Peckinpah’s characters do not readily yield to neat moral dichotomizing. Identity is the main positive force in Peckinpah’s films, but equally crucial is the moral attitude it embodies, or from which it derives. In The Ballad of Cable Hogue, we tend to forget that Hogue’s persevering out in the desert has as much to do with a somewhat nasty urge to avenge his having been cast out as it does with more enduringly admirable qualities like his love for Hildy and his societally utilitarian, and quite affable, capitalistic tendencies. Hogue (Jason Robards) is sustained in equal parts by forces which are destructive as well as those which are constructive, life-giving. Inherent in Peckinpah’s Westerns is the same dissociation of heroism from simplistic moral attitudes which figures as an essential premise in earlier Westerns by directors like Ford, Hawks, Mann, and Fuller. One has only to think of The Searchers, Red River, The Naked Spur, and Run of the Arrow to realize that the informing qualities of the modern Western protagonist include a sense of alienation, crippling flaws, blind spots, and weaknesses proportionate to the potentially tragic stature of the characters.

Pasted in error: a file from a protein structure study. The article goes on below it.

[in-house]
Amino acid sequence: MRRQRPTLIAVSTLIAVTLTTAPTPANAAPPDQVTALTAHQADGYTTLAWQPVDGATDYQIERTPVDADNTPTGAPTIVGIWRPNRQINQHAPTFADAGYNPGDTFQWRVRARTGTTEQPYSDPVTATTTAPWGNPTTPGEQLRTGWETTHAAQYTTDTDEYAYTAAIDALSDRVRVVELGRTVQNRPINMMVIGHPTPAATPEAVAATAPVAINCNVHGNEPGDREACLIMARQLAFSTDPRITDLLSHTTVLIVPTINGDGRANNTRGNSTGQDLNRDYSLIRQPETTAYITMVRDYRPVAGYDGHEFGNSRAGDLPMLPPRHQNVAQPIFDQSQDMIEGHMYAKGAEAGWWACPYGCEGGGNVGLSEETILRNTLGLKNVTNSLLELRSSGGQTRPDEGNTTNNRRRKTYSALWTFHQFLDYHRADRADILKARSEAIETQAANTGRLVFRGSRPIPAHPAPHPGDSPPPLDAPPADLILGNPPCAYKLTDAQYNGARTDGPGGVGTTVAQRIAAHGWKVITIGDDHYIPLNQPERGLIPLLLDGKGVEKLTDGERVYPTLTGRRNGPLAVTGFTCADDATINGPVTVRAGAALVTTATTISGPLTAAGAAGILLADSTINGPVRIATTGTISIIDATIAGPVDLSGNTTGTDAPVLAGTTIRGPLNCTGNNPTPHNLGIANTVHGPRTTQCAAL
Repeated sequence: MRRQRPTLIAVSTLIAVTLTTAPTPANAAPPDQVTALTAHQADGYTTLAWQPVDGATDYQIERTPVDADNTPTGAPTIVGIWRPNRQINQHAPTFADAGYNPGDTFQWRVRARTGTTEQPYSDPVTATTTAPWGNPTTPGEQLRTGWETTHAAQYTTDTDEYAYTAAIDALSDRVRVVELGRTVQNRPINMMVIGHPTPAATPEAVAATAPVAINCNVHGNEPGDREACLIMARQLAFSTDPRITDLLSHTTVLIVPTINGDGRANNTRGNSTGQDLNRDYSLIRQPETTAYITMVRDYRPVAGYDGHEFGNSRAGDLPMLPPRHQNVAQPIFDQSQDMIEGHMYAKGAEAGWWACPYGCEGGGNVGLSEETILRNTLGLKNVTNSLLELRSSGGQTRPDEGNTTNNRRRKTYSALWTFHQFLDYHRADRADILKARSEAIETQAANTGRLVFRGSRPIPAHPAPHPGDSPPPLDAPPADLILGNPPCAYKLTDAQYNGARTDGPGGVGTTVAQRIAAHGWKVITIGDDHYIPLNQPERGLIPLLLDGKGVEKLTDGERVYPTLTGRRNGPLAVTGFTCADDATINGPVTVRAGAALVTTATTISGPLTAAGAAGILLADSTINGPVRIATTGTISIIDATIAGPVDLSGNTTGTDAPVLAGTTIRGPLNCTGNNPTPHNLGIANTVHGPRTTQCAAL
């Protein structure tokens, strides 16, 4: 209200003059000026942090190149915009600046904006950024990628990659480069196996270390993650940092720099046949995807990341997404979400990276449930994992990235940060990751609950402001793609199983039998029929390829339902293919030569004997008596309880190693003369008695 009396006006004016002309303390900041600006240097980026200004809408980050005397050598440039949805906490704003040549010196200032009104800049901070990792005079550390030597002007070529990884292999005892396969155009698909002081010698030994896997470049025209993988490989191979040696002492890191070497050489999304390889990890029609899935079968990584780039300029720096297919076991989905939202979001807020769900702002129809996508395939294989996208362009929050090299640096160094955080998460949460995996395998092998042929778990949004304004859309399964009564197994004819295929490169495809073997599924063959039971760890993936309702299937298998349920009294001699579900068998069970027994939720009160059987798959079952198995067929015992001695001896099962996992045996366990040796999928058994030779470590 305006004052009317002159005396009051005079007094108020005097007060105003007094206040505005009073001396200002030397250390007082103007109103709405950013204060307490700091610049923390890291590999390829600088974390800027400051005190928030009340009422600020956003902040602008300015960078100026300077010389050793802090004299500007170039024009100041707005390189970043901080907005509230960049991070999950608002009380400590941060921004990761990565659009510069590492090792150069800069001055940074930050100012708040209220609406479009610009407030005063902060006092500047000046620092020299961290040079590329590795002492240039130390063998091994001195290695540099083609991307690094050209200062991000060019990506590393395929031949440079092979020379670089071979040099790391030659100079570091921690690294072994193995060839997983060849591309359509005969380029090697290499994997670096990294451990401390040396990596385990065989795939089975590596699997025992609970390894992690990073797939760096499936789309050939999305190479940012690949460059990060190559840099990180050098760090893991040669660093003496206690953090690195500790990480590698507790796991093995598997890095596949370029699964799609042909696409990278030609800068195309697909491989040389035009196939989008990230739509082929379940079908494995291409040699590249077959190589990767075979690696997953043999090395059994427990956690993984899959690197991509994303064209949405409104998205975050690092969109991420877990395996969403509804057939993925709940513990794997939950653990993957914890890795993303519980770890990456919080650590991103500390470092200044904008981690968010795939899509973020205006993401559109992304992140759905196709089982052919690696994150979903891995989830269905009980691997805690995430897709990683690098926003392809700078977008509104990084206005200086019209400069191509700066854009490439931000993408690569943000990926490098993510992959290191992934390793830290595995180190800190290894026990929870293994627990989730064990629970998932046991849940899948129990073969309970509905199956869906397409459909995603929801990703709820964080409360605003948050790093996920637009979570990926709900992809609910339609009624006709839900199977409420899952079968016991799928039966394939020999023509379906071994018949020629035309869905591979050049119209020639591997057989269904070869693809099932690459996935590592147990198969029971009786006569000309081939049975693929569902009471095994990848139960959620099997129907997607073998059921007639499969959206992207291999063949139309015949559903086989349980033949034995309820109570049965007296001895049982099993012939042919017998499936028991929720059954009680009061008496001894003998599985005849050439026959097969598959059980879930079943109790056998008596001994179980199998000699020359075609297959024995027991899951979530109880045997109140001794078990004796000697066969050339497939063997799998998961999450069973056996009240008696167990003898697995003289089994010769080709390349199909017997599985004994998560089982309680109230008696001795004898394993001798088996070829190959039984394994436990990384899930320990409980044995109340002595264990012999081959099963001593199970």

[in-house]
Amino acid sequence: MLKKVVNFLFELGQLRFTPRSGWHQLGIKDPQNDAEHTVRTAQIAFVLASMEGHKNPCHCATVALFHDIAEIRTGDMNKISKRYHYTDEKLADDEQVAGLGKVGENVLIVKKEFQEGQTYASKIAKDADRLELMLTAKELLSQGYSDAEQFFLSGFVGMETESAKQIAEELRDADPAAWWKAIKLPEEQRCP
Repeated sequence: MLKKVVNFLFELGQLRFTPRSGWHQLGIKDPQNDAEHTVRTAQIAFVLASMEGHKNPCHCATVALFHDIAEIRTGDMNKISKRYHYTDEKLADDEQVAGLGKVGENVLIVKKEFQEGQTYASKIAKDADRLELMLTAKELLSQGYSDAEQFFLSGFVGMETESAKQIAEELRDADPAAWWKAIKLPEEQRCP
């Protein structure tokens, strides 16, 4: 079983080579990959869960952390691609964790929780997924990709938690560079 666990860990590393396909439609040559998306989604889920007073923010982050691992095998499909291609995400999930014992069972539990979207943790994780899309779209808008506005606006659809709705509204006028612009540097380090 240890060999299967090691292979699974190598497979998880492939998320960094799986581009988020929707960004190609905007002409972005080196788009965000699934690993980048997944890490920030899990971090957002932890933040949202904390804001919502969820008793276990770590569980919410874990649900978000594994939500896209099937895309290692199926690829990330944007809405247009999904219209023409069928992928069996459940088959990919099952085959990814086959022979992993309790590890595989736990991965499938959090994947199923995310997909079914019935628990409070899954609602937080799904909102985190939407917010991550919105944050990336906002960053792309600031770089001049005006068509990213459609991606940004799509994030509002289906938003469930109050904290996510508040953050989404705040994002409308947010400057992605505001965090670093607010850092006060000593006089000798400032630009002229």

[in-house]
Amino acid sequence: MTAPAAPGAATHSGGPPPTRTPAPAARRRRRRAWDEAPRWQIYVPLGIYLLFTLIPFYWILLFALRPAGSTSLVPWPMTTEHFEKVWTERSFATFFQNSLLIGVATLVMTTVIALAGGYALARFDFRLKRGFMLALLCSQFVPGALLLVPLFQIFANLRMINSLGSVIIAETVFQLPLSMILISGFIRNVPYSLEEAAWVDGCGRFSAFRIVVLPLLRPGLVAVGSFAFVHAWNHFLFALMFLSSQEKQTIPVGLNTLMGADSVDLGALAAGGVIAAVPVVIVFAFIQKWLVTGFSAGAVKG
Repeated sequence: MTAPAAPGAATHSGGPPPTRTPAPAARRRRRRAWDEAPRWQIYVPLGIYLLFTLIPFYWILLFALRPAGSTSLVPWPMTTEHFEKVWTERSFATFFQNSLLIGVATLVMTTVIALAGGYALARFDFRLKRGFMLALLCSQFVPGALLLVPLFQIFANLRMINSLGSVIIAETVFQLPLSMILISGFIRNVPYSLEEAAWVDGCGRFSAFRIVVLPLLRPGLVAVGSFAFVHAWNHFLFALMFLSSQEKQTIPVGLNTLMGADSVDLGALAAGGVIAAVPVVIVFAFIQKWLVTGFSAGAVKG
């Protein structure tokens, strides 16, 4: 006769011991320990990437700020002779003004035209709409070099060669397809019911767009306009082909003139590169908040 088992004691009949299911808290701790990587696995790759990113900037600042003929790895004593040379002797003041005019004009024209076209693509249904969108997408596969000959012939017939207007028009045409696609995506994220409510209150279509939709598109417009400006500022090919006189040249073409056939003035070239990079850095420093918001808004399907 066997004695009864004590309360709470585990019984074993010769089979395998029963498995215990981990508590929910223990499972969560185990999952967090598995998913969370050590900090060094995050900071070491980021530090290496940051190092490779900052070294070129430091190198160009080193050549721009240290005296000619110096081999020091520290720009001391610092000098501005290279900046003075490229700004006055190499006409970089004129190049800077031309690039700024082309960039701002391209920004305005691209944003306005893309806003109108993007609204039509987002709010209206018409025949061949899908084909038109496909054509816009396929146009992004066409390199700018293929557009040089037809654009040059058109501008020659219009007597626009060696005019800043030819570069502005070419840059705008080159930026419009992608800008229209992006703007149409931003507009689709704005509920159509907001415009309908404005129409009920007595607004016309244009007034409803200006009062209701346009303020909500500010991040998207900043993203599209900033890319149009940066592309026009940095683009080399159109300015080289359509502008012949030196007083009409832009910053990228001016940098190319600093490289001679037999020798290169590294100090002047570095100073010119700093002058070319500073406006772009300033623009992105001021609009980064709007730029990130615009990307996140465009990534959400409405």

In Peckinpah’s Westerns from Ride the High Country through Jr. Bonner, identity clings to lives and lifestyles that seem perennially on the road to extinction. But the plight of the Peckinpah “hero,” residing in a world where even the notion of heroism is ambiguous, is more complicated than the simple fact of his propensity to vanish from the historical scene. Peckinpah’s films ultimately seek to reconcile the necessity and the futility of a Romantic worldview, a dialectic which is important in evaluating Peckinpavian morality and, subsequently, in understanding Peckinpah’s characters within that context. The two sides of that dialectic are often manifested in different characters within a given film: Jr. and Buck here, Billy the Kid and Pat Garrett, Ride the High Country‘s Steve Judd and Gil Westrum. All these pairs in some way suggest unities; they are seen not as separate entities inherently antagonistic, but as outgrowths of the same passing world who have been unnaturally wrenched into positions of fatal contravention.